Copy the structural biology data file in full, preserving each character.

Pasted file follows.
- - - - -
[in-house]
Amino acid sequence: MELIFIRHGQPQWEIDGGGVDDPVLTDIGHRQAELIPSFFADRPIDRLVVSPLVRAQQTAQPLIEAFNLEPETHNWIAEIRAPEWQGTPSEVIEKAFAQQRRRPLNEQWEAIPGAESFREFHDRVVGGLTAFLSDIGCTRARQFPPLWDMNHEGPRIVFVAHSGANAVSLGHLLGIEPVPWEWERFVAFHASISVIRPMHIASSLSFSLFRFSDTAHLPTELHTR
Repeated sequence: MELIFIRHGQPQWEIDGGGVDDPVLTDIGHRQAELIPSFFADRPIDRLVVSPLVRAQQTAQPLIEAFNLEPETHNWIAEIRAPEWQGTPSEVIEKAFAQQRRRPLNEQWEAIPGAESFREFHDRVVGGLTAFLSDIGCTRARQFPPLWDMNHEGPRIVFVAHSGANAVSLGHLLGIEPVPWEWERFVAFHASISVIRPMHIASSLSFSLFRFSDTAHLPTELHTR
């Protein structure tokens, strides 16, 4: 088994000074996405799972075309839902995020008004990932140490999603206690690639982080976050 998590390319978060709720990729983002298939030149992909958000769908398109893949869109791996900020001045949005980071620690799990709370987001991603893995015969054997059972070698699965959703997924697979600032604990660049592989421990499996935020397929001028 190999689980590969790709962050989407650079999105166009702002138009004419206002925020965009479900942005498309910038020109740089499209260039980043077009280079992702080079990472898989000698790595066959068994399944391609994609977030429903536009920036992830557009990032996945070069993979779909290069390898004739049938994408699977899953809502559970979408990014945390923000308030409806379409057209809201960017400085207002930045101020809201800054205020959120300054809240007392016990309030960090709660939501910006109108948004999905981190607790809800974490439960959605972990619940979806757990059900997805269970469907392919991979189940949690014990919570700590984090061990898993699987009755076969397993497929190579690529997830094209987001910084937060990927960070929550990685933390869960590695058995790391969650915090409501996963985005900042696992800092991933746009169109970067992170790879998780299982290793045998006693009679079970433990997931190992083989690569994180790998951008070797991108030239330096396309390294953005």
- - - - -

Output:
[in-house]
Amino acid sequence: MELIFIRHGQPQWEIDGGGVDDPVLTDIGHRQAELIPSFFADRPIDRLVVSPLVRAQQTAQPLIEAFNLEPETHNWIAEIRAPEWQGTPSEVIEKAFAQQRRRPLNEQWEAIPGAESFREFHDRVVGGLTAFLSDIGCTRARQFPPLWDMNHEGPRIVFVAHSGANAVSLGHLLGIEPVPWEWERFVAFHASISVIRPMHIASSLSFSLFRFSDTAHLPTELHTR
Repeated sequence: MELIFIRHGQPQWEIDGGGVDDPVLTDIGHRQAELIPSFFADRPIDRLVVSPLVRAQQTAQPLIEAFNLEPETHNWIAEIRAPEWQGTPSEVIEKAFAQQRRRPLNEQWEAIPGAESFREFHDRVVGGLTAFLSDIGCTRARQFPPLWDMNHEGPRIVFVAHSGANAVSLGHLLGIEPVPWEWERFVAFHASISVIRPMHIASSLSFSLFRFSDTAHLPTELHTR
């Protein structure tokens, strides 16, 4: 088994000074996405799972075309839902995020008004990932140490999603206690690639982080976050 998590390319978060709720990729983002298939030149992909958000769908398109893949869109791996900020001045949005980071620690799990709370987001991603893995015969054997059972070698699965959703997924697979600032604990660049592989421990499996935020397929001028 190999689980590969790709962050989407650079999105166009702002138009004419206002925020965009479900942005498309910038020109740089499209260039980043077009280079992702080079990472898989000698790595066959068994399944391609994609977030429903536009920036992830557009990032996945070069993979779909290069390898004739049938994408699977899953809502559970979408990014945390923000308030409806379409057209809201960017400085207002930045101020809201800054205020959120300054809240007392016990309030960090709660939501910006109108948004999905981190607790809800974490439960959605972990619940979806757990059900997805269970469907392919991979189940949690014990919570700590984090061990898993699987009755076969397993497929190579690529997830094209987001910084937060990927960070929550990685933390869960590695058995790391969650915090409501996963985005900042696992800092991933746009169109970067992170790879998780299982290793045998006693009679079970433990997931190992083989690569994180790998951008070797991108030239330096396309390294953005």